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Reicha: Die Harmonie der Sphären

Anton Reicha
Die Harmonie der Sphären
Edited by Daniel Obluda
Reicha: Die Harmonie der Sphären
Full Score (2017)
9x12, xii + 42 pp.

Availability: In stock


Performance Parts

Availability: In stock

Rental Parts (2018)
Set of 38 partbooks: 0000 0000 timp. 1-4, vn. 1-3 (x6 each), va. (x4), vc. 1-2 (x4 each), cb. (x3), choral score
Although Hector Berlioz is often credited for expanding the role of timpani during the first half of the nineteenth century, it is now well known that he borrowed several of his ideas from his teacher, Anton Reicha (1770–1836). Reicha’s Die Harmonie der Sphären, a work scored only for eight-part chorus, strings, and timpani, appears at the end of the second volume of Reicha’s Traité de haute composition musicale (1826) and was never published or copied elsewhere except in Carl Czerny’s translation of the treatise in 1834. The work’s most notable characteristic is its use of eight chromatically tuned timpani, divided among four timpanists, which at various points throughout the piece are rolled to produce sustained diatonic triads. These rolled chords not only provide support for the orchestra and choral parts but also serve to illustrate the sonorous motion of the planets and celestial bodies described in the text, taken from a poem by Ludwig Gotthard Kosegarten.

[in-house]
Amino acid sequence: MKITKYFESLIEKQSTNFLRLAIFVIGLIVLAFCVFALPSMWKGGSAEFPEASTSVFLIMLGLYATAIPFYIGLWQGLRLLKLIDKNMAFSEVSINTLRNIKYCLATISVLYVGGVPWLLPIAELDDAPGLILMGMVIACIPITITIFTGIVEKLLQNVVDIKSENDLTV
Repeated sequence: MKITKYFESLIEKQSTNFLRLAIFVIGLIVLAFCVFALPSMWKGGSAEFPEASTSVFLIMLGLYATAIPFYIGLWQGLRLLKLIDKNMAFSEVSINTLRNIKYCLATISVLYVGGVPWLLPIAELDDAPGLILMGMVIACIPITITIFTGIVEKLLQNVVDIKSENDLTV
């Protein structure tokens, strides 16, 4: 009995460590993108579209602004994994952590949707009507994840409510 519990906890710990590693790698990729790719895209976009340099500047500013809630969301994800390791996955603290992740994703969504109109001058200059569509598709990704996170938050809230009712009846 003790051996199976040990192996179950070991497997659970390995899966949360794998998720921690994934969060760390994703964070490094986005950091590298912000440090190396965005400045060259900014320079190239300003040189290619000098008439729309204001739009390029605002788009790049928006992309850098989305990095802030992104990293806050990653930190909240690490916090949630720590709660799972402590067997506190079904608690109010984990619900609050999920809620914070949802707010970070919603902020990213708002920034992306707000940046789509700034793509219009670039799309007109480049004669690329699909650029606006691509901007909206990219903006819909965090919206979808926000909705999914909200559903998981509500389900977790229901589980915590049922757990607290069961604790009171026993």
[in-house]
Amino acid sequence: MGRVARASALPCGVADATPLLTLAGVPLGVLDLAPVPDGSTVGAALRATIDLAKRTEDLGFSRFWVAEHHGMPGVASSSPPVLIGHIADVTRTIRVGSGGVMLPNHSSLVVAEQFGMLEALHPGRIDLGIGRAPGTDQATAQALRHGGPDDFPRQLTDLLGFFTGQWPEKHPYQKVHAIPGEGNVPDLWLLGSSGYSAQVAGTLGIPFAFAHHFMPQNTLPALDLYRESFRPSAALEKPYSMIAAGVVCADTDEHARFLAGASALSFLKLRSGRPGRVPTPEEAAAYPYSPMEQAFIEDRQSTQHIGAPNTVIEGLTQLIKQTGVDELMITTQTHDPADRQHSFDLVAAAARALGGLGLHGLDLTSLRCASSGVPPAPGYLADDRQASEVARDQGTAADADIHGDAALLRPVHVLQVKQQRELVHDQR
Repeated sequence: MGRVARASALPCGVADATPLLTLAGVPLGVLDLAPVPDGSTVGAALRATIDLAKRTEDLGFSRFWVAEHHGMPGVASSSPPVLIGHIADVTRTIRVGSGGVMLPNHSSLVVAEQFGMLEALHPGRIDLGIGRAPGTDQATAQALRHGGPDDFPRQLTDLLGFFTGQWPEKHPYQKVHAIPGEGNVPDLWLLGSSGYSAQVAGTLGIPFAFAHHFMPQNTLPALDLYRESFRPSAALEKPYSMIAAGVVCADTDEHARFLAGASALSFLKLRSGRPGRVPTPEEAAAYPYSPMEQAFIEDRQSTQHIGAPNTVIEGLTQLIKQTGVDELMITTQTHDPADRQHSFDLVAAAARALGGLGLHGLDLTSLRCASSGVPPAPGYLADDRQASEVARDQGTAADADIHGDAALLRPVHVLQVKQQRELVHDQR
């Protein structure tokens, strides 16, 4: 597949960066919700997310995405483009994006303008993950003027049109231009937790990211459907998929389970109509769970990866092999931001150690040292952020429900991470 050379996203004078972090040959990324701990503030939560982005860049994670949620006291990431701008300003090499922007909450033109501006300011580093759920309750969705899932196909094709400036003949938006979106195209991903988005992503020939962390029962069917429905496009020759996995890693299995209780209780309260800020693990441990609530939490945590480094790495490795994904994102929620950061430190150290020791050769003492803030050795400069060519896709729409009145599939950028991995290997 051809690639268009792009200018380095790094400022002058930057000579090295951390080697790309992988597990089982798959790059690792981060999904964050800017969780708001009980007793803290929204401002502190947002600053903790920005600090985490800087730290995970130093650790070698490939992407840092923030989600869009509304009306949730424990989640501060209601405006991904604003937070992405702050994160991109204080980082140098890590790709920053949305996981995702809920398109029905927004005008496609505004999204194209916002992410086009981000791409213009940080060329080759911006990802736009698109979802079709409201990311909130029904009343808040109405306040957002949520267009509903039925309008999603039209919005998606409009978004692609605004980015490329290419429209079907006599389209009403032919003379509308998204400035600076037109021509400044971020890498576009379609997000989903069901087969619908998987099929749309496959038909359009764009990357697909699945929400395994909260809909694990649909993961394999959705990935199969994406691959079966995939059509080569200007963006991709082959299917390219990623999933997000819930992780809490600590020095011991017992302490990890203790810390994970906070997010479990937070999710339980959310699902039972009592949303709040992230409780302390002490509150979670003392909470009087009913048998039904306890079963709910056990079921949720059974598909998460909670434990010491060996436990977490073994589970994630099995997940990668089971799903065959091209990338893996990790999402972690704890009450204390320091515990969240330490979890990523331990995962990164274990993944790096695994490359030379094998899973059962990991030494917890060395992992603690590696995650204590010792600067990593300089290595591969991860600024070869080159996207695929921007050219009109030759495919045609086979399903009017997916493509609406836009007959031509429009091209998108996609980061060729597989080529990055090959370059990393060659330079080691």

Die Harmonie der Sphären
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